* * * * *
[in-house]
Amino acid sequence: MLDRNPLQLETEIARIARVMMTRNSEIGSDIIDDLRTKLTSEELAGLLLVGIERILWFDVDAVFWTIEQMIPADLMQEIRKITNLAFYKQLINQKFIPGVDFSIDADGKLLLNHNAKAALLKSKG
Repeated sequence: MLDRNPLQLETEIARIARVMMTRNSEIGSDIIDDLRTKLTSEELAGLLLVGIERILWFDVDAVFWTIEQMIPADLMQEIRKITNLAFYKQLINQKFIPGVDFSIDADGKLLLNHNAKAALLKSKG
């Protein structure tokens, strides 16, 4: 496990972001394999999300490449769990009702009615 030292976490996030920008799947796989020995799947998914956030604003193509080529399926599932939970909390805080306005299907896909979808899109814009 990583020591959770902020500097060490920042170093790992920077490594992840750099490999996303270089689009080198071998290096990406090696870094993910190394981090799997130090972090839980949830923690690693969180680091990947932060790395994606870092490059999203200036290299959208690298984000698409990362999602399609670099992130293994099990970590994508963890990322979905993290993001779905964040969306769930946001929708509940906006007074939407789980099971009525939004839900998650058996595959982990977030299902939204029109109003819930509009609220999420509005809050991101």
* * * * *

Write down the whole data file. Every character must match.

[in-house]
Amino acid sequence: MLDRNPLQLETEIARIARVMMTRNSEIGSDIIDDLRTKLTSEELAGLLLVGIERILWFDVDAVFWTIEQMIPADLMQEIRKITNLAFYKQLINQKFIPGVDFSIDADGKLLLNHNAKAALLKSKG
Repeated sequence: MLDRNPLQLETEIARIARVMMTRNSEIGSDIIDDLRTKLTSEELAGLLLVGIERILWFDVDAVFWTIEQMIPADLMQEIRKITNLAFYKQLINQKFIPGVDFSIDADGKLLLNHNAKAALLKSKG
């Protein structure tokens, strides 16, 4: 496990972001394999999300490449769990009702009615 030292976490996030920008799947796989020995799947998914956030604003193509080529399926599932939970909390805080306005299907896909979808899109814009 990583020591959770902020500097060490920042170093790992920077490594992840750099490999996303270089689009080198071998290096990406090696870094993910190394981090799997130090972090839980949830923690690693969180680091990947932060790395994606870092490059999203200036290299959208690298984000698409990362999602399609670099992130293994099990970590994508963890990322979905993290993001779905964040969306769930946001929708509940906006007074939407789980099971009525939004839900998650058996595959982990977030299902939204029109109003819930509009609220999420509005809050991101």